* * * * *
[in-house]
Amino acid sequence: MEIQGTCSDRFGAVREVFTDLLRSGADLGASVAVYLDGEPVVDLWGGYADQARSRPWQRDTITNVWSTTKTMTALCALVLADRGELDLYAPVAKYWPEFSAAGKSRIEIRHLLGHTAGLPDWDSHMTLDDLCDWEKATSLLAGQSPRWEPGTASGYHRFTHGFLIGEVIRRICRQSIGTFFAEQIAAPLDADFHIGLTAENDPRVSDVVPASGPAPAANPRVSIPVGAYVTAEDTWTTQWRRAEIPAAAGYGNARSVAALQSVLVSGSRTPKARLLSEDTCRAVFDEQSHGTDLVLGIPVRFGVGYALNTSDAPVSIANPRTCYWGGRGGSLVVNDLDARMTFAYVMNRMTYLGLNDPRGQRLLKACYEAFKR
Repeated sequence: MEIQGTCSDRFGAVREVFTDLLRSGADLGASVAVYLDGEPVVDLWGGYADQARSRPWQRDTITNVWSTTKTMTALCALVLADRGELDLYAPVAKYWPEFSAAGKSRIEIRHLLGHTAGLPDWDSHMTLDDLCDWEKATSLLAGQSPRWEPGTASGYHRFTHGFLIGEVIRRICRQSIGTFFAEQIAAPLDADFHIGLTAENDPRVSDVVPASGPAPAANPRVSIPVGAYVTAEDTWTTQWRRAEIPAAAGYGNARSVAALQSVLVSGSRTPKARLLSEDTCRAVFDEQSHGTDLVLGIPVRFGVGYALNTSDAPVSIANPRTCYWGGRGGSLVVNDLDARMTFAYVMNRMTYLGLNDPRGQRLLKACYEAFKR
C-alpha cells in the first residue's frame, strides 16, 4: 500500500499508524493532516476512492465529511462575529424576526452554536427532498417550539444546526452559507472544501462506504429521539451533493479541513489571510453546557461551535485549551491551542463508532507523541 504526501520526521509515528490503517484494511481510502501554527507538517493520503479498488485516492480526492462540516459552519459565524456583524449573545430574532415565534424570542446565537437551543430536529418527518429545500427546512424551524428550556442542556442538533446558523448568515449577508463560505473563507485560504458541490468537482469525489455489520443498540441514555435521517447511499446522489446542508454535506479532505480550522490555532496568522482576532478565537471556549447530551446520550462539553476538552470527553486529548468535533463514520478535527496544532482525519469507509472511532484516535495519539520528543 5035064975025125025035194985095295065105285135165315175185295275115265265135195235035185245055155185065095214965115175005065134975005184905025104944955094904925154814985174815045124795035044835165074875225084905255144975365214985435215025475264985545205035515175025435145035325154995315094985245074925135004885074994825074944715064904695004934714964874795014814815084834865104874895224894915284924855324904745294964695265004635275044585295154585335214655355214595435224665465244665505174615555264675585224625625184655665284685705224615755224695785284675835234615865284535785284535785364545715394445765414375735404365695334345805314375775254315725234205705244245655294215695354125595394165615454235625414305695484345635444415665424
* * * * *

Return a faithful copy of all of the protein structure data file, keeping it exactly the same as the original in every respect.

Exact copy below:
[in-house]
Amino acid sequence: MEIQGTCSDRFGAVREVFTDLLRSGADLGASVAVYLDGEPVVDLWGGYADQARSRPWQRDTITNVWSTTKTMTALCALVLADRGELDLYAPVAKYWPEFSAAGKSRIEIRHLLGHTAGLPDWDSHMTLDDLCDWEKATSLLAGQSPRWEPGTASGYHRFTHGFLIGEVIRRICRQSIGTFFAEQIAAPLDADFHIGLTAENDPRVSDVVPASGPAPAANPRVSIPVGAYVTAEDTWTTQWRRAEIPAAAGYGNARSVAALQSVLVSGSRTPKARLLSEDTCRAVFDEQSHGTDLVLGIPVRFGVGYALNTSDAPVSIANPRTCYWGGRGGSLVVNDLDARMTFAYVMNRMTYLGLNDPRGQRLLKACYEAFKR
Repeated sequence: MEIQGTCSDRFGAVREVFTDLLRSGADLGASVAVYLDGEPVVDLWGGYADQARSRPWQRDTITNVWSTTKTMTALCALVLADRGELDLYAPVAKYWPEFSAAGKSRIEIRHLLGHTAGLPDWDSHMTLDDLCDWEKATSLLAGQSPRWEPGTASGYHRFTHGFLIGEVIRRICRQSIGTFFAEQIAAPLDADFHIGLTAENDPRVSDVVPASGPAPAANPRVSIPVGAYVTAEDTWTTQWRRAEIPAAAGYGNARSVAALQSVLVSGSRTPKARLLSEDTCRAVFDEQSHGTDLVLGIPVRFGVGYALNTSDAPVSIANPRTCYWGGRGGSLVVNDLDARMTFAYVMNRMTYLGLNDPRGQRLLKACYEAFKR
C-alpha cells in the first residue's frame, strides 16, 4: 500500500499508524493532516476512492465529511462575529424576526452554536427532498417550539444546526452559507472544501462506504429521539451533493479541513489571510453546557461551535485549551491551542463508532507523541 504526501520526521509515528490503517484494511481510502501554527507538517493520503479498488485516492480526492462540516459552519459565524456583524449573545430574532415565534424570542446565537437551543430536529418527518429545500427546512424551524428550556442542556442538533446558523448568515449577508463560505473563507485560504458541490468537482469525489455489520443498540441514555435521517447511499446522489446542508454535506479532505480550522490555532496568522482576532478565537471556549447530551446520550462539553476538552470527553486529548468535533463514520478535527496544532482525519469507509472511532484516535495519539520528543 5035064975025125025035194985095295065105285135165315175185295275115265265135195235035185245055155185065095214965115175005065134975005184905025104944955094904925154814985174815045124795035044835165074875225084905255144975365214985435215025475264985545205035515175025435145035325154995315094985245074925135004885074994825074944715064904695004934714964874795014814815084834865104874895224894915284924855324904745294964695265004635275044585295154585335214655355214595435224665465244665505174615555264675585224625625184655665284685705224615755224695785284675835234615865284535785284535785364545715394445765414375735404365695334345805314375775254315725234205705244245655294215695354125595394165615454235625414305695484345635444415665424